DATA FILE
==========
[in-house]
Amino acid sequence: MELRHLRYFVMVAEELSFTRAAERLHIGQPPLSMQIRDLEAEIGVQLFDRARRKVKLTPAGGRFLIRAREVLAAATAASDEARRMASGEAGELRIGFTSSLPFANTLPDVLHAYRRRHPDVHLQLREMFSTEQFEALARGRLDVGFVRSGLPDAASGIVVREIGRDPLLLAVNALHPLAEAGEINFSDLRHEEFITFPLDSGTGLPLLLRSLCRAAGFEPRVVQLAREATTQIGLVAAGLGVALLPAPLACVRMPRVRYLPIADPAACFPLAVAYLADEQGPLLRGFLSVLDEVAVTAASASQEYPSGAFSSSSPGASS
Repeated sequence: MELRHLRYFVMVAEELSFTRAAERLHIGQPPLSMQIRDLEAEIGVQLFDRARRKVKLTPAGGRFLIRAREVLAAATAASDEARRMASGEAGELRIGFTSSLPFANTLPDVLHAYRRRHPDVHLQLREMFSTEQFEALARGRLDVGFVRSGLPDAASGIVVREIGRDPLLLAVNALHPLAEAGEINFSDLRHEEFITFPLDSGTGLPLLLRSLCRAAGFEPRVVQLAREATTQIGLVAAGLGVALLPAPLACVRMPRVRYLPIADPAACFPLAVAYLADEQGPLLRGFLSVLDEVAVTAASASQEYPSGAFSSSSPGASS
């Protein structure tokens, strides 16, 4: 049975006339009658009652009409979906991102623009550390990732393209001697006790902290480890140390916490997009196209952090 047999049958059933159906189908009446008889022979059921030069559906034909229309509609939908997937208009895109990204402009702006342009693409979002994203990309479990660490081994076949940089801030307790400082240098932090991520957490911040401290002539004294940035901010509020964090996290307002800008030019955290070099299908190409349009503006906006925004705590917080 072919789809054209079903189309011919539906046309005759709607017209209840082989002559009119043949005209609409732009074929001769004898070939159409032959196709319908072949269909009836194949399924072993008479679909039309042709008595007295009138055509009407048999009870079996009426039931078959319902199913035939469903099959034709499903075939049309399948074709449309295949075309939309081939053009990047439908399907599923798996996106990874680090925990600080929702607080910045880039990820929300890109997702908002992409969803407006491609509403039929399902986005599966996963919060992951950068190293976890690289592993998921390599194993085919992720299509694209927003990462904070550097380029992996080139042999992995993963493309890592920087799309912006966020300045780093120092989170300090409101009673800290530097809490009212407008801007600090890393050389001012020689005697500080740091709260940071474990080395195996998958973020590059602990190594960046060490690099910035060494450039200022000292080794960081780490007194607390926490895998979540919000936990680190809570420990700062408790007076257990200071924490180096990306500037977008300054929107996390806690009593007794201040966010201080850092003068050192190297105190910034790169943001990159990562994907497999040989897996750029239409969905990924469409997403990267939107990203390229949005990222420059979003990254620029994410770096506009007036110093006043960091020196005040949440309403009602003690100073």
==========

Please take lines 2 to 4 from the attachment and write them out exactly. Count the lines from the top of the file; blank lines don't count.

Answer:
Amino acid sequence: MELRHLRYFVMVAEELSFTRAAERLHIGQPPLSMQIRDLEAEIGVQLFDRARRKVKLTPAGGRFLIRAREVLAAATAASDEARRMASGEAGELRIGFTSSLPFANTLPDVLHAYRRRHPDVHLQLREMFSTEQFEALARGRLDVGFVRSGLPDAASGIVVREIGRDPLLLAVNALHPLAEAGEINFSDLRHEEFITFPLDSGTGLPLLLRSLCRAAGFEPRVVQLAREATTQIGLVAAGLGVALLPAPLACVRMPRVRYLPIADPAACFPLAVAYLADEQGPLLRGFLSVLDEVAVTAASASQEYPSGAFSSSSPGASS
Repeated sequence: MELRHLRYFVMVAEELSFTRAAERLHIGQPPLSMQIRDLEAEIGVQLFDRARRKVKLTPAGGRFLIRAREVLAAATAASDEARRMASGEAGELRIGFTSSLPFANTLPDVLHAYRRRHPDVHLQLREMFSTEQFEALARGRLDVGFVRSGLPDAASGIVVREIGRDPLLLAVNALHPLAEAGEINFSDLRHEEFITFPLDSGTGLPLLLRSLCRAAGFEPRVVQLAREATTQIGLVAAGLGVALLPAPLACVRMPRVRYLPIADPAACFPLAVAYLADEQGPLLRGFLSVLDEVAVTAASASQEYPSGAFSSSSPGASS
């Protein structure tokens, strides 16, 4: 049975006339009658009652009409979906991102623009550390990732393209001697006790902290480890140390916490997009196209952090 047999049958059933159906189908009446008889022979059921030069559906034909229309509609939908997937208009895109990204402009702006342009693409979002994203990309479990660490081994076949940089801030307790400082240098932090991520957490911040401290002539004294940035901010509020964090996290307002800008030019955290070099299908190409349009503006906006925004705590917080 072919789809054209079903189309011919539906046309005759709607017209209840082989002559009119043949005209609409732009074929001769004898070939159409032959196709319908072949269909009836194949399924072993008479679909039309042709008595007295009138055509009407048999009870079996009426039931078959319902199913035939469903099959034709499903075939049309399948074709449309295949075309939309081939053009990047439908399907599923798996996106990874680090925990600080929702607080910045880039990820929300890109997702908002992409969803407006491609509403039929399902986005599966996963919060992951950068190293976890690289592993998921390599194993085919992720299509694209927003990462904070550097380029992996080139042999992995993963493309890592920087799309912006966020300045780093120092989170300090409101009673800290530097809490009212407008801007600090890393050389001012020689005697500080740091709260940071474990080395195996998958973020590059602990190594960046060490690099910035060494450039200022000292080794960081780490007194607390926490895998979540919000936990680190809570420990700062408790007076257990200071924490180096990306500037977008300054929107996390806690009593007794201040966010201080850092003068050192190297105190910034790169943001990159990562994907497999040989897996750029239409969905990924469409997403990267939107990203390229949005990222420059979003990254620029994410770096506009007036110093006043960091020196005040949440309403009602003690100073």